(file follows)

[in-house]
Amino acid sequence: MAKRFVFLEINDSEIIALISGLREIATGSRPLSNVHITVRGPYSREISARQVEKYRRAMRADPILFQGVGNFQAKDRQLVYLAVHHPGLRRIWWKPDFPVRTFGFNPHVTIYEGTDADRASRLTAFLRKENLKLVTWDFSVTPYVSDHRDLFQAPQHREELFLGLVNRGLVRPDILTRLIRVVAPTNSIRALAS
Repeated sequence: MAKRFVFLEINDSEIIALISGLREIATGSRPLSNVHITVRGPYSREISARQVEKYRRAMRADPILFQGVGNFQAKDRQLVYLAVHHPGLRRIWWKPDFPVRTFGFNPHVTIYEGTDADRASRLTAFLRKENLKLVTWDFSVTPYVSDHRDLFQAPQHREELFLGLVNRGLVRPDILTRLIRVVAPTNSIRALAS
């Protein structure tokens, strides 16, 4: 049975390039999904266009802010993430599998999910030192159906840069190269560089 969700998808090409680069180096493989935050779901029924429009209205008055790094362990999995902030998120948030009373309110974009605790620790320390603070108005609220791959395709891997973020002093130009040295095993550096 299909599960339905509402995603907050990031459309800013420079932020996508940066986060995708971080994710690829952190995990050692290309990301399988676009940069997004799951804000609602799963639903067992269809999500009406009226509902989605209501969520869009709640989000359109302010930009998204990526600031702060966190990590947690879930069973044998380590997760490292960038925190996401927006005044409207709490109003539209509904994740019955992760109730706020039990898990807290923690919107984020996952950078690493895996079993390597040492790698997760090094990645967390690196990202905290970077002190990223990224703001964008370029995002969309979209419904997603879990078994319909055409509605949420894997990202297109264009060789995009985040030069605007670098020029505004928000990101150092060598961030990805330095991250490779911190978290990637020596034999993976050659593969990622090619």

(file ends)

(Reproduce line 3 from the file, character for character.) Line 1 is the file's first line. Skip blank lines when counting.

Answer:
Repeated sequence: MAKRFVFLEINDSEIIALISGLREIATGSRPLSNVHITVRGPYSREISARQVEKYRRAMRADPILFQGVGNFQAKDRQLVYLAVHHPGLRRIWWKPDFPVRTFGFNPHVTIYEGTDADRASRLTAFLRKENLKLVTWDFSVTPYVSDHRDLFQAPQHREELFLGLVNRGLVRPDILTRLIRVVAPTNSIRALAS